How to Deal with Customer Complaints

How to Deal with Customer Complaints

As simple as it sounds, the first and most important step to take when dealing with customer complaints is to be quiet and listen. Customers often feel the need to vent their frustrations with a product or service before even considering a proactive solution. While listening to your customer explain their problem, try to understand their emotional state. Is your customer angry? Confused? Tired? Overwhelmed? By knowing how your customer feels, you will know exactly how to respond.

Another key communication tip when dealing with a customer complaint involves asking open-ended questions. This technique will help ease an unhappy attitude while gathering information about the problem, which may help you arrive at the appropriate solution. Rather than getting defensive, simply listen to the customer, accept the feedback, thank them, and then decide what to do. Below, I’ve written down my five best tips to help you deal with customer complaints.

1. Don’t Take It Personal

Being the customer with a complaint is extremely frustrating–but being the customer service rep getting yelled at is no delight either, especially when you didn’t cause the problem. The customer may talk down to you, be rude, and even call you names, but don’t take it personal. Remember that they purchased something from the company you represent, so remain calm, cool, and collected. Listen to their problem without interrupting and then help.

Another thing to keep in mind is that you should respond accusations and offensive complaints in a way that will turn the argument around. By saying things to your customers like, “You did it wrong. That’s why you’re having a problem,” will only escalate the issue. Apologize for the problem and let the customer know you’ll do everything you can to help fix it.

2. Ditch the Formalities

The last thing unsatisfied customers want to hear is to listen to you recite your company’s return policy. If your return policy is 90 days, and you get a call from a customer at day 100, try looking into alternative options rather than sending them away. Your company should know that bending the rules from time to time will cost less than losing the customer or an unsatisfied customer spreading the word that you were unhelpful.

3. Avoid Overcompensating

When you have to deal with customer complaints, you often encounter customers demanding inappropriate freebies. However, the main priority is resolving the problem with the product or service they bought. The word FAIR usually does the trick when looking for an appropriate solution. Ask them, “What do you think is fair?” That word seems to make people think sensibly and reasonably. If you ask the customer to propose a “fair and reasonable” solution, chances are it will consist of less than what you would have thought to offer.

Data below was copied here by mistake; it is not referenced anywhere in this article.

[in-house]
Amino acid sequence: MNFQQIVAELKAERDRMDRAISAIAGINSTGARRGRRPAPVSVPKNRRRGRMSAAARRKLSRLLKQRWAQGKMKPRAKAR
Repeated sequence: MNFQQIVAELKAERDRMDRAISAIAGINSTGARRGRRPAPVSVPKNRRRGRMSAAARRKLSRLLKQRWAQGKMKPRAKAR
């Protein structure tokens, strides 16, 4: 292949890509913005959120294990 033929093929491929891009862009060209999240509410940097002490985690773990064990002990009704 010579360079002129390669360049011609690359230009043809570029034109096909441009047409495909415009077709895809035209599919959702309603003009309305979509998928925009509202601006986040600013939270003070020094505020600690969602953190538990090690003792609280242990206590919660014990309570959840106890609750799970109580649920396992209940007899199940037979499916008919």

Once you find an appropriate solution, extra benefits or compensation are helpful when making sure the customer will return.

4. Watch for Customer Complaints on the Web

In today’s digital age, many customers use online forums to complain about a product or service. From websites like and to social networking sites like Facebook and Twitter, customers are now able to tell their stories to other worldwide.

Customer service reps, as well as those in the Web development department, should monitor the Internet for any complaints. By responding to customers online, it shows the public that you’re listening. Create a course of action for employees to respond to online complaints, even if that action is to submit all online complaints to one person who responds to them all.

5. Responding in Writing

When writing a letter or email, use the same basic rule as if you were talking to a customer over the phone or in person. Begin by thanking the customer for bringing the problem to your attention. Be polite ask questions that will help you figure out what went wrong. Their answer will help you figure out how to resolve the complaint and how to prevent it from happening again.

A rule of thumb for written correspondence when dealing with a customer complaint is to follow up with verbal communication. Provide the best ways for the customer to get in touch with you. The more information you provide, the better. Customers will see that your company takes customer complaints serious and will appreciate your efforts.

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